- More than 17,700 wildland firefighters and support personnel are assigned to wildfires.
- The USA’s largest fire, the Bootleg Fire in southern Oregon, has scorched over 225,000 acres, an area larger than New York City.
- It has been a hot summer in much of the West, and that pattern is set to continue, AccuWeather said.
The ferocious 2021 wildfire season in the West showed no signs of letting up Friday, as thousands of firefighters continued to battle dozens of blazes across the parched, overheated region.
“Currently, 70 wildfires have burned 1,061,516 acres across the United States,” the National Interagency Fire Center said Friday. “More than 17,700 wildland firefighters and support personnel are assigned to wildfires.”
The nation’s largest fire, the Bootleg Fire in southern Oregon, has scorched over 225,000 acres, an area larger than New York City, fire officials said. The blaze has stymied firefighters for nearly a week with erratic winds and extremely dangerous fire behavior.
Authorities ordered a new round of evacuations Thursday amid worries the Bootleg Fire, which has already destroyed 21 homes, could merge with another blaze that also grew explosively.
Firefighters were all pulled back to safe areas late Thursday due to intense fire behavior.
The Bootleg Fire is churning through forests of ponderosa and lodgepole pine wracked by drought this year followed by a long-running heat wave that has left much of the high-desert ecosystem parched and primed to burn, the Oregonian reported.
It has been a hot summer in much of the West, and that pattern is set to continue, AccuWeather said. By this weekend and into early next week, a heat dome is expected to become established in the northern Rockies and this will cause temperatures to skyrocket once again. Temperatures are forecast to soar above 100 degrees as far north as Montana.
The nation has set 585 all-time heat records in the past 30 days, according to the National Oceanic and Atmospheric Administration.
Extremely dry conditions and heat waves tied to climate change have swept the West, making wildfires harder to fight. Climate change has made the American West much warmer and drier in the past 30 years and will continue to make weather more extreme and wildfires more frequent and destructive.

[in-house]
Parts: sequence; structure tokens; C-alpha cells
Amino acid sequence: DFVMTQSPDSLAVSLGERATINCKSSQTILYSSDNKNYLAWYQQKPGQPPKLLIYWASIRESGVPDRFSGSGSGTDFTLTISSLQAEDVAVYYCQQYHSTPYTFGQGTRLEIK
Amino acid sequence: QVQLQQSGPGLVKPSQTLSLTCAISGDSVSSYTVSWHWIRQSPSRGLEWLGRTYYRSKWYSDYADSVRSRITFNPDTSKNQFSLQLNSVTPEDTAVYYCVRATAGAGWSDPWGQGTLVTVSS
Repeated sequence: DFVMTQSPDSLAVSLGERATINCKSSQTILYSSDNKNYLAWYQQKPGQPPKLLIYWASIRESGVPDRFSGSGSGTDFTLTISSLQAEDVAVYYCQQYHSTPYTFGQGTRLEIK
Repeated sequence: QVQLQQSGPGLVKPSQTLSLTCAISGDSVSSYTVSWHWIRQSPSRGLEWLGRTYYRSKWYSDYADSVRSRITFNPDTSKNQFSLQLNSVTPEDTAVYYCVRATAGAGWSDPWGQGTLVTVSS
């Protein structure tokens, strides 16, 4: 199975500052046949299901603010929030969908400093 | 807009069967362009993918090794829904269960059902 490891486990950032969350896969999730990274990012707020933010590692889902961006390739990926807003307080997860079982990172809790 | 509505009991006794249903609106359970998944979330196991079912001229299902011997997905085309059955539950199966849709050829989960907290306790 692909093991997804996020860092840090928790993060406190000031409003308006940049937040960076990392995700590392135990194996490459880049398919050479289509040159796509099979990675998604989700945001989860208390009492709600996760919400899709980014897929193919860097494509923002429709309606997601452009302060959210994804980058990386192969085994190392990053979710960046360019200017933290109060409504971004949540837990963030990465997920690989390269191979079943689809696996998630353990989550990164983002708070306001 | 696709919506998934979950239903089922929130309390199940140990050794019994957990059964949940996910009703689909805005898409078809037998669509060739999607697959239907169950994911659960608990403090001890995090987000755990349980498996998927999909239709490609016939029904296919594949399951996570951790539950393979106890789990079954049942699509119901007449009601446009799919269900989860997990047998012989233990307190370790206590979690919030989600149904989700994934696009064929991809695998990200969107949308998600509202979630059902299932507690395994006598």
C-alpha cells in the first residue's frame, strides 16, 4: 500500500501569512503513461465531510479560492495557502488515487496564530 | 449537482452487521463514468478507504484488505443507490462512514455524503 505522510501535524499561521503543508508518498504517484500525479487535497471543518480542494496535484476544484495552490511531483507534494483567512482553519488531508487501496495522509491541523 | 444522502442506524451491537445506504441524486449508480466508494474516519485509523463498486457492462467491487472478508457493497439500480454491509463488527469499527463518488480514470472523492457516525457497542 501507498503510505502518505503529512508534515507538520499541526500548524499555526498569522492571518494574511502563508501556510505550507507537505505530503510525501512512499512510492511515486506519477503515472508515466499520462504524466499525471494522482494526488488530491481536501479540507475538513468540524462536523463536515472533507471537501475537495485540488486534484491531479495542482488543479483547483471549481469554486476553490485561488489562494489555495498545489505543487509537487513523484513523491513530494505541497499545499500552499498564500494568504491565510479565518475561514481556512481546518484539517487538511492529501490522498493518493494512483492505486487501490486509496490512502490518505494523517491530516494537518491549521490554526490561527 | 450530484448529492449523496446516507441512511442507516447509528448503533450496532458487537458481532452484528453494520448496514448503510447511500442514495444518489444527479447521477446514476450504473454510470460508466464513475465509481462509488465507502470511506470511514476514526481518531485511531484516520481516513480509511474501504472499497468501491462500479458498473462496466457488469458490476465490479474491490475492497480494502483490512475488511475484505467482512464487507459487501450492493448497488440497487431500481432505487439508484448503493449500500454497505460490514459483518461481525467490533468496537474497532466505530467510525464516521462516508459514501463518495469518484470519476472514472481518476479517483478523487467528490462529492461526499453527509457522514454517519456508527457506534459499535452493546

Meanwhile, a fire near the northern California town of Paradise, which burned in a horrific 2018 wildfire, caused jitters among homeowners who were just starting to return to normal after surviving the deadliest blaze in U.S. history.
The Dixie Fire ignited earlier this week in the area of Camp Creek and Dixie roads in Jarbo Gap, near where the 2018 Camp Fire sparked northeast of Paradise and claimed the lives of more than 80 people, KCRA-TV said.
Chuck Dee and his wife, Janie, returned last year to Paradise on the foothills of California’s Sierra Nevada to rebuild a home lost in that fire. So when they woke up Thursday and saw smoke from the new Dixie Fire, it was frightening, even though it was burning away from populated areas.
“It made my wife and I both nervous,” he said.
The Dixie Fire has charred nearly 5,000 acres and was only 7% contained as of late Thursday, Cal Fire said.
California’s fire season has already seen more than three times as much land burned as during the same period last year, officials told CNN. And the 2020 record was the worst ever, with some 4.1 million acres burned, according to the National Interagency Fire Center.
Contributing: The Associated Press